"[Real estate] can be a backstop for value," said Laurens Goff, principal of New York-based Hampshire Equity Partners, a private equity firm that invests in smaller retailers.
Sun officials won't discuss their plans for Marsh until the purchase closes in several months.
But private equity firms typically use a range of strategies to reap outsized returns, often from the low teens to more than 30 percent annually.
The firm's fourth equity fund, Sun Capital Partners IV LP, formed one year ago. It sought to raise $1 billion, but ended up attracting $1.5 billion.
"For Sun to be able to raise as many funds as it has raised and to continually increase its fund size, investors must feel very good about them," Fugazy said.
Sun does not disclose its investors, but Fugazy said it has previously attracted money from the likes of DuPont, Goldman Sachs, the Massachusetts Institute of Technology, the University of Notre Dame, the Ford Foundation and Yale University.
Such funds typically cash out investments within a set time frame, usually no more than seven years.
That means the clock is ticking on squeezing a profit out of Marsh and putting the cash back in the hands of investors-not the easiest feat considering Marsh lost more than $13 million in just the last two quarters.
A low-ball offer?
Sun may have gotten off to a good start by buying the company on the cheap. Some Marsh shareholders say that because of Marsh's real estate holdings alone, the company should fetch a much richer price.
"The price is terrible," said Brad Leonard of Indianapolis-based BML Capital, who runs a hedge fund that holds roughly 3 percent of Marsh's Class B, non-voting, stock.
Sun could return Marsh to profitability by whacking executive overhead, Leonard said. And that's before considering the value of real estate.
In its 2005 annual report filed last June, Marsh listed the combined value of its land and buildings at $238 million.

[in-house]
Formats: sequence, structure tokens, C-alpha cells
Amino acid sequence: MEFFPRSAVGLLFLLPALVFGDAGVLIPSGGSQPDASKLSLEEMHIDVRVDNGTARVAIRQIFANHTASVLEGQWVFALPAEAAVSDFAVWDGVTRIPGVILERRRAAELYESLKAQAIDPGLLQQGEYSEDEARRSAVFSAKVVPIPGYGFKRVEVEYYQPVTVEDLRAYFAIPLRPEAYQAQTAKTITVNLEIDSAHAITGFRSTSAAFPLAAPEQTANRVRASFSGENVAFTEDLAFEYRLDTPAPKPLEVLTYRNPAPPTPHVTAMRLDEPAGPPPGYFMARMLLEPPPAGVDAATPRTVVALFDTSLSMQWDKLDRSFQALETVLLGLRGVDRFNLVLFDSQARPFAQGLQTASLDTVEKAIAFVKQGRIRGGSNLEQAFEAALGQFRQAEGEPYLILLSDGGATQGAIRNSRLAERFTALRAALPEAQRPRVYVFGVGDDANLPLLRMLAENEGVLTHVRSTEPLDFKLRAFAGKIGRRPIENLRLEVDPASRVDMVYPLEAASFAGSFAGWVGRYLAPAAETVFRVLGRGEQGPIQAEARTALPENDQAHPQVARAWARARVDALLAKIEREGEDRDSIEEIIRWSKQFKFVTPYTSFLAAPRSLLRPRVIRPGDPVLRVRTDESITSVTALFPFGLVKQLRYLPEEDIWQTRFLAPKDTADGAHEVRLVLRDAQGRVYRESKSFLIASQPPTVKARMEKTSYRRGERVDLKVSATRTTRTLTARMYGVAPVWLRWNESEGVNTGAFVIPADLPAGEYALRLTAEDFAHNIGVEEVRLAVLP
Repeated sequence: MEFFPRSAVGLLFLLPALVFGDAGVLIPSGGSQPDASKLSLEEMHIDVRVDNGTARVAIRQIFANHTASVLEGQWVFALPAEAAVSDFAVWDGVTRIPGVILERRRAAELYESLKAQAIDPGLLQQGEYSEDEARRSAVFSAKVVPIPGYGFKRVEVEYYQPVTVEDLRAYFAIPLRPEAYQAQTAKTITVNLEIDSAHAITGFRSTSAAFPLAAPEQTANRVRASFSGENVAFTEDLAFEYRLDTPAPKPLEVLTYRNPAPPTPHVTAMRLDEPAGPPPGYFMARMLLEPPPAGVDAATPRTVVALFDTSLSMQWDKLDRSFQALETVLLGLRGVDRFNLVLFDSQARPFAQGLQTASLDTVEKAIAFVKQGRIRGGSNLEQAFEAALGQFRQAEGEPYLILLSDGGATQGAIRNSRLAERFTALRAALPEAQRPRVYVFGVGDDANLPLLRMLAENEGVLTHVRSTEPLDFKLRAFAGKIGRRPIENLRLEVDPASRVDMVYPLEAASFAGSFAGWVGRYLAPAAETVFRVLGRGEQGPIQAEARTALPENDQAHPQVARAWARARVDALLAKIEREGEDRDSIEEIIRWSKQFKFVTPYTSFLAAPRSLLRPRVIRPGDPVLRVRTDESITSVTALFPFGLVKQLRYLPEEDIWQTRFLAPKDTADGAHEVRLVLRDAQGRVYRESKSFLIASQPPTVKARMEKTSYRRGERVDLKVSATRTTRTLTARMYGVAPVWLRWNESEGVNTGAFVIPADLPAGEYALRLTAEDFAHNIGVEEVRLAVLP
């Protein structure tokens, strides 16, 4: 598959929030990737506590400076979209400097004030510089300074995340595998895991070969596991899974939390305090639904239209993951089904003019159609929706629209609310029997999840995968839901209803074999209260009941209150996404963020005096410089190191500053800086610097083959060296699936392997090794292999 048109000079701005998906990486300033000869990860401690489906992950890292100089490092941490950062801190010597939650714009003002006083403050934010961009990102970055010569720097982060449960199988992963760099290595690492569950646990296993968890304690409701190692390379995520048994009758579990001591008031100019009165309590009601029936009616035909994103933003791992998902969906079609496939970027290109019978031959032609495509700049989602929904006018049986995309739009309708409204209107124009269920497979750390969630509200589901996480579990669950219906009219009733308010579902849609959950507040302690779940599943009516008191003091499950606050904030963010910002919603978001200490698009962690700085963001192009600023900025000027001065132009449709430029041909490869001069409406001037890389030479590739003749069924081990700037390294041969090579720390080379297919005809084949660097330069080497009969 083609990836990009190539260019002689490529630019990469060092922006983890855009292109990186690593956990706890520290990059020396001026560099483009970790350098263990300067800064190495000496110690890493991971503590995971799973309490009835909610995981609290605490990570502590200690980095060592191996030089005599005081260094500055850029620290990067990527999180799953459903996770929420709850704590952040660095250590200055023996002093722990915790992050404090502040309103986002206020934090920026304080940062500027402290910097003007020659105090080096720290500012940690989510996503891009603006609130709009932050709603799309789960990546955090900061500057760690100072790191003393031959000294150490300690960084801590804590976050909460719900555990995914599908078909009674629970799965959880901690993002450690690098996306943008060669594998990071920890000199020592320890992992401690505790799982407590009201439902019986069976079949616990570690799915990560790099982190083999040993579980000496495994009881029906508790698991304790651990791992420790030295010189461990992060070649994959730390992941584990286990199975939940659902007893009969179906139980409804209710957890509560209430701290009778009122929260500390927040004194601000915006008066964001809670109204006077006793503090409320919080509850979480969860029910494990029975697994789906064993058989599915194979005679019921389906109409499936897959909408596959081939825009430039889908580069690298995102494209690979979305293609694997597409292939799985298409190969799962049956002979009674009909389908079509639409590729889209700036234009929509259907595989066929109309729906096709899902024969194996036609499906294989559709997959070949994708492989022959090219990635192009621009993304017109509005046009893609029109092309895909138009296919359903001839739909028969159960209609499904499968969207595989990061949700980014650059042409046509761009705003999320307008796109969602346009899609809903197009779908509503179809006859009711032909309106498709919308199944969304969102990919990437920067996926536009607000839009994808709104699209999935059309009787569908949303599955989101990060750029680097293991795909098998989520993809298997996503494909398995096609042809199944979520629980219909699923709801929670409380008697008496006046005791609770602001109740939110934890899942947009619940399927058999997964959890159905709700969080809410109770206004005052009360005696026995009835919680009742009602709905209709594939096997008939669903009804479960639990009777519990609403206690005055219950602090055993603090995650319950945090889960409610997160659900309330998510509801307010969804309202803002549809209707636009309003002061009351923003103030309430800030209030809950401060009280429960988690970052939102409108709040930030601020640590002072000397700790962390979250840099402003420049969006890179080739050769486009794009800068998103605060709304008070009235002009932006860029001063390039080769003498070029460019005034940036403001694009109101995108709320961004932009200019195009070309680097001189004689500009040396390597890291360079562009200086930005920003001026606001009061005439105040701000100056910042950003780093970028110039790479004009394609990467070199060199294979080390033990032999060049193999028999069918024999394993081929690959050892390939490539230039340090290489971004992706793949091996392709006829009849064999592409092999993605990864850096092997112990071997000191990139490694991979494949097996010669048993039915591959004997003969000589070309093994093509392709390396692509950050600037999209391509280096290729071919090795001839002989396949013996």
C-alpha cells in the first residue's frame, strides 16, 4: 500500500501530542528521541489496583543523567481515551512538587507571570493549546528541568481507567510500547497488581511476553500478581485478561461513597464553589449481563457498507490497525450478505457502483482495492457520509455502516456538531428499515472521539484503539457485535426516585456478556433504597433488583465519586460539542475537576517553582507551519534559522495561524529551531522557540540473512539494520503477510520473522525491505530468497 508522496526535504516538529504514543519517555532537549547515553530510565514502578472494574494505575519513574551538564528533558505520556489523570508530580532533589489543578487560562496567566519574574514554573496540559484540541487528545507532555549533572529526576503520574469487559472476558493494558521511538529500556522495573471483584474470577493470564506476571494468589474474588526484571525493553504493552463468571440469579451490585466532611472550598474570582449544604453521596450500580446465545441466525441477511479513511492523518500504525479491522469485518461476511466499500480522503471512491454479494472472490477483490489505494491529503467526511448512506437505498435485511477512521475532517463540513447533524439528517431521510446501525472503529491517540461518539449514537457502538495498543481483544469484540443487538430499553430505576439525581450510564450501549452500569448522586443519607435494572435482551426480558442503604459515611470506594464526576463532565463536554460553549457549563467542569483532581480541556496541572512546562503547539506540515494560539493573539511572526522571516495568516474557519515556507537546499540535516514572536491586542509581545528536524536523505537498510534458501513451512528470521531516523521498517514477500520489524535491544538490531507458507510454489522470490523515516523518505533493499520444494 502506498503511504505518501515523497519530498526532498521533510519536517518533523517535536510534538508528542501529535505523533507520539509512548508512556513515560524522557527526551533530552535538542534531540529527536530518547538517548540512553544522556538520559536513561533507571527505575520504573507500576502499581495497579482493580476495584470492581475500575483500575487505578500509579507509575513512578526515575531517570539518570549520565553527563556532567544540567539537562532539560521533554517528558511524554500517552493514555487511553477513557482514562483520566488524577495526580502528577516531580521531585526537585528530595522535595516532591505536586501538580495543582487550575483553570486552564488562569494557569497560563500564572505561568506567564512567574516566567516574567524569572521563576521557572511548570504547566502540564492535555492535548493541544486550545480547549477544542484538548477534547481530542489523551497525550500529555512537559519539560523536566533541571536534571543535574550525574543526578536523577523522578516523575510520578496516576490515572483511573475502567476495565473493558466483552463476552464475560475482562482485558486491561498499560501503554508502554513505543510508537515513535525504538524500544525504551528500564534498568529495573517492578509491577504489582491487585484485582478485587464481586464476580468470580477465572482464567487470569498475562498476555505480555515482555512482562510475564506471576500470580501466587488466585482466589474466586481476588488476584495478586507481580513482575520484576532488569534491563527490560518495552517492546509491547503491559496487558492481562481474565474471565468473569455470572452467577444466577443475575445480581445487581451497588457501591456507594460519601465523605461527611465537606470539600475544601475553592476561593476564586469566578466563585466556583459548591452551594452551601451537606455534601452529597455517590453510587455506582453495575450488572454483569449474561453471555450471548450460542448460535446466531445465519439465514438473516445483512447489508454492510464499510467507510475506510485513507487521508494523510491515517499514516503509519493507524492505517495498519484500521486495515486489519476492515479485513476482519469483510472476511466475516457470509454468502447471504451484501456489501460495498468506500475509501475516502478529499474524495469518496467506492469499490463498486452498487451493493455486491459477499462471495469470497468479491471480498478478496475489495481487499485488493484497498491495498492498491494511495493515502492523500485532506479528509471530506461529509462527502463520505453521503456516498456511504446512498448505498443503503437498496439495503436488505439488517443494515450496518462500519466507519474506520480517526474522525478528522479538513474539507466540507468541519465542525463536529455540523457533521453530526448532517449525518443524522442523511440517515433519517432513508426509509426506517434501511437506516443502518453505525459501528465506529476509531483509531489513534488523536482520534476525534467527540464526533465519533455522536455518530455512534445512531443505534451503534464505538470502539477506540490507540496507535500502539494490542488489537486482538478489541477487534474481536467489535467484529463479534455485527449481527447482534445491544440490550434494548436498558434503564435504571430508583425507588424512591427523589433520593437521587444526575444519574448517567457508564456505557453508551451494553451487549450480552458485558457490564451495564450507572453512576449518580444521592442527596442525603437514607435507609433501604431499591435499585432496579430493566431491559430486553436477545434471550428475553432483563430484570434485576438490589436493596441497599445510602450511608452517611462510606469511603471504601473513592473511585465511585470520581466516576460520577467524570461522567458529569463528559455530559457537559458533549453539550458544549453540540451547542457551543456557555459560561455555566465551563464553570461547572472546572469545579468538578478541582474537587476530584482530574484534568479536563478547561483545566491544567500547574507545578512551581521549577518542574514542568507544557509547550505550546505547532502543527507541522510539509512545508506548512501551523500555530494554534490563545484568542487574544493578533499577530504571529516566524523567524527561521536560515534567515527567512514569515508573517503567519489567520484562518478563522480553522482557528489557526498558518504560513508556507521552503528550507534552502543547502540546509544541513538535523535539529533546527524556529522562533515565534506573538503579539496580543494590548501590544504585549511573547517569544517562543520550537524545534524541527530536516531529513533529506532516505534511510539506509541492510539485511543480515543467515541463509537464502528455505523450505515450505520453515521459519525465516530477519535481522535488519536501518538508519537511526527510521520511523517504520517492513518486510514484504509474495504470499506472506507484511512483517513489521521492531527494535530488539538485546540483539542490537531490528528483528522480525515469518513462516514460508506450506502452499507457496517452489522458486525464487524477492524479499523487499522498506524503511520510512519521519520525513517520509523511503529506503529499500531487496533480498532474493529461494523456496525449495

Simple math: If the real estate is worth $100 million to $150 million more than that-anywhere from $338 million to $388 million-and the company has $200 million in debt, Sun Capital's getting a pretty good deal buying it for $88 million.
Another large shareholder, who requested anonymity, was "baffled by the price" and said Marsh could "easily be worth $15 per share, just from the real estate."
Both hope a second buyer emerges, although under the letter of intent Marsh signed, it agreed not to seek other suitors.
The University of Indianapolis' Will said it's possible another company will come forward, anyway.
"That's what happened with Boston Scientific," he said, referring to the Massachusetts company that outbid Johnson & Johnson to buy Guidant Corp. "This could turn into a bidding war if someone thinks [Marsh] is worth more than $88 million."
Other possible suitors probably were waiting to see if Marsh would file bankruptcy, which would have provided an opportunity to buy assets piecemeal, Will said. Now that there's an offer on the table, potential suitors probably are reviewing the numbers to see if trumping Sun makes sense.
"Companies like [Pittsburgh-based] Giant Eagle and [St. Louis-based] Schnucks typically wait until companies approach and enter bankruptcy," Will said. "That's when you get it the cheapest."
A Giant Eagle spokesman said the company is not interested in acquiring Marsh. Schnucks did not return a call for comment.
The fact that Marsh shares are hovering around the $11.13 a share Sun offered, however, might suggest Wall Street doesn't see another buyer in the wings.
At least one real estate insider, who requested anonymity, questioned whether Marsh's property could fetch as much as the appraisal suggested.
Grocery-store locations aren't always easy to lease or sell. A former Safeway in Fall Creek Place, for example, has been empty several months. It's hard to find tenants looking for more than 30,000 square feet, especially new grocery tenants. The market's saturated.
Some Village Pantries also could be tricky to sell, in part because the locations tend to be smaller than newer convenience stores.
Bryan Chandler, a principal at Indianapolis-based Eclipse Real Estate who completed Marsh's real estate appraisal, would not share a copy with IBJ. Neither would Marsh.
But Will said it's plausible that Marsh's real estate does have hidden value. Accounting rules require companies to put a depreciated value for real estate on their books.